In Science, Is a Picture Worth a Thousand Words?

A Guest Post by AMSTI Regional Specialist, Jennifer Towles

As Alabama teachers implement the College and Career Ready Standards for Science, they are asking students to engage in arguments from evidence. Engaging in arguments from evidence is just one of the eight science and engineering practices found in  A Framework for K-12 Science Education: Practices, Crosscutting Concepts, and Core Ideas (National Research Council [NRC], 2012).

Towles, J. (2016) First Grade Science Notebooks

Towles, J. (2016) First Grade Science Notebooks

A student’s ability to provide written evidence is limited in kindergarten, first, and second grade due to their developing literacy skills. Their oral language is more advanced than their written language. Using photographs as evidence is not only an effective scaffolding tool for written and spoken arguments, but also a meaningful method of integrating technology into science. Hugo von Zeipel (2015) conducted research in Sweden on the subject of using pictures to develop science concepts in young children. He found that when students have background knowledge about a scientific concept, pictures alone and pictures with text supported their understanding. However, if the student did not have background knowledge, isolated pictures nor pictures with text furthered their understanding .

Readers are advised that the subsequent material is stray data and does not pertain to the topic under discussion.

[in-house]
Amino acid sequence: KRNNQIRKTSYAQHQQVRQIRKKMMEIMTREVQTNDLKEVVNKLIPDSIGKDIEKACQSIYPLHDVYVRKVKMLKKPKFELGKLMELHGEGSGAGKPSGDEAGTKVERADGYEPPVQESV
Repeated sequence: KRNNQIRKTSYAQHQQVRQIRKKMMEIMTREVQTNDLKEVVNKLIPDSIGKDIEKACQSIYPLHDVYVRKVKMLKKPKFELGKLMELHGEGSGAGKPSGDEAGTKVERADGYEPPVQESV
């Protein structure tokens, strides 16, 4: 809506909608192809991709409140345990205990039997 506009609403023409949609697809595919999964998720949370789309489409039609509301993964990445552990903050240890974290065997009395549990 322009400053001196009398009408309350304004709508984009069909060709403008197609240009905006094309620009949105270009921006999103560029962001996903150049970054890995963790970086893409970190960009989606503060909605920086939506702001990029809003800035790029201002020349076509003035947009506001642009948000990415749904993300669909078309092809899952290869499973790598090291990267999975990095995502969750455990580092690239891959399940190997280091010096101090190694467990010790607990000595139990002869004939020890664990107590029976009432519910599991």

Alabama Math, Science, Technology Initiative [AMSTI] (2017)

Alabama Math, Science, Technology Initiative [AMSTI] (2017)

In order to increase scientific literacy, students should have hands-on learning experiences to build background knowledge. They need to be able to create and evaluate images to support their oral and written arguments. This skill is more important now than ever before. Our society is increasingly relying on images as sources of information. As a result, being scientifically literate no longer entails reading a piece of literature and discerning fact from fiction. Being scientifically literate involves evaluating images to determine if the evidence is real or false and does it truly support the claim of the author.


As early as kindergarten, students need to begin the process of using pictures in a scientific context to support or disprove their arguments. Teaching young children to use images as evidence does not have to be difficult. Turner and Hicks (2017) shared two guiding questions used in a writing class to evaluate ads, “What is this advertisement saying?” and “How do you know?” (p. 28). A science teacher only needs to change the questions slightly to “What is your scientific claim?” and “How does this picture support your claim?” If teachers do not have access to iPads, digital cameras are another option. Inexpensive digital cameras can be purchased from Wal-mart for less than ten dollars. When teachers introduce using images as evidence in their science classroom, they will see a difference in enthusiasm during the process of defending an argument. Another advantage is the quantity and quality of oral and written language will improve. As teachers, we not only need to teach content, but we need to instill a love of learning. The integration of science and technology is a positive step towards that goal.